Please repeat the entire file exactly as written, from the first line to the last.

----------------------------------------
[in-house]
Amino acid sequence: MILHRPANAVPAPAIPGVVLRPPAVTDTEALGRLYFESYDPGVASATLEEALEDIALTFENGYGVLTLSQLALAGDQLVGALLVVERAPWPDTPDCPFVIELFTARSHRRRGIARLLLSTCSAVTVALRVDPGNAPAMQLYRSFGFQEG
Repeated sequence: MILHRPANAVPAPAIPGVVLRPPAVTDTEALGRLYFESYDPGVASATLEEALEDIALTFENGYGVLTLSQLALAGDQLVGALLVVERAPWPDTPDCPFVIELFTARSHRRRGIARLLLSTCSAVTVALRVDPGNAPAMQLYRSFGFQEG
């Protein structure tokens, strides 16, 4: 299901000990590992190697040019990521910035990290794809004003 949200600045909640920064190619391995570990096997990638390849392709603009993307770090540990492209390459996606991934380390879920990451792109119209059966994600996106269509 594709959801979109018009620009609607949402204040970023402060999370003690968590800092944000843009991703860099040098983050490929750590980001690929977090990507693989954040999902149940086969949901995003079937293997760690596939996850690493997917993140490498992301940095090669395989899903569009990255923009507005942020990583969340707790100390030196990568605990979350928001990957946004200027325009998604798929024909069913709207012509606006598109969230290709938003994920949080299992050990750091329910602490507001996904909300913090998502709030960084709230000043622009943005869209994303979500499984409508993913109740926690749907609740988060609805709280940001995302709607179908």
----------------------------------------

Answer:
[in-house]
Amino acid sequence: MILHRPANAVPAPAIPGVVLRPPAVTDTEALGRLYFESYDPGVASATLEEALEDIALTFENGYGVLTLSQLALAGDQLVGALLVVERAPWPDTPDCPFVIELFTARSHRRRGIARLLLSTCSAVTVALRVDPGNAPAMQLYRSFGFQEG
Repeated sequence: MILHRPANAVPAPAIPGVVLRPPAVTDTEALGRLYFESYDPGVASATLEEALEDIALTFENGYGVLTLSQLALAGDQLVGALLVVERAPWPDTPDCPFVIELFTARSHRRRGIARLLLSTCSAVTVALRVDPGNAPAMQLYRSFGFQEG
């Protein structure tokens, strides 16, 4: 299901000990590992190697040019990521910035990290794809004003 949200600045909640920064190619391995570990096997990638390849392709603009993307770090540990492209390459996606991934380390879920990451792109119209059966994600996106269509 594709959801979109018009620009609607949402204040970023402060999370003690968590800092944000843009991703860099040098983050490929750590980001690929977090990507693989954040999902149940086969949901995003079937293997760690596939996850690493997917993140490498992301940095090669395989899903569009990255923009507005942020990583969340707790100390030196990568605990979350928001990957946004200027325009998604798929024909069913709207012509606006598109969230290709938003994920949080299992050990750091329910602490507001996904909300913090998502709030960084709230000043622009943005869209994303979500499984409508993913109740926690749907609740988060609805709280940001995302709607179908």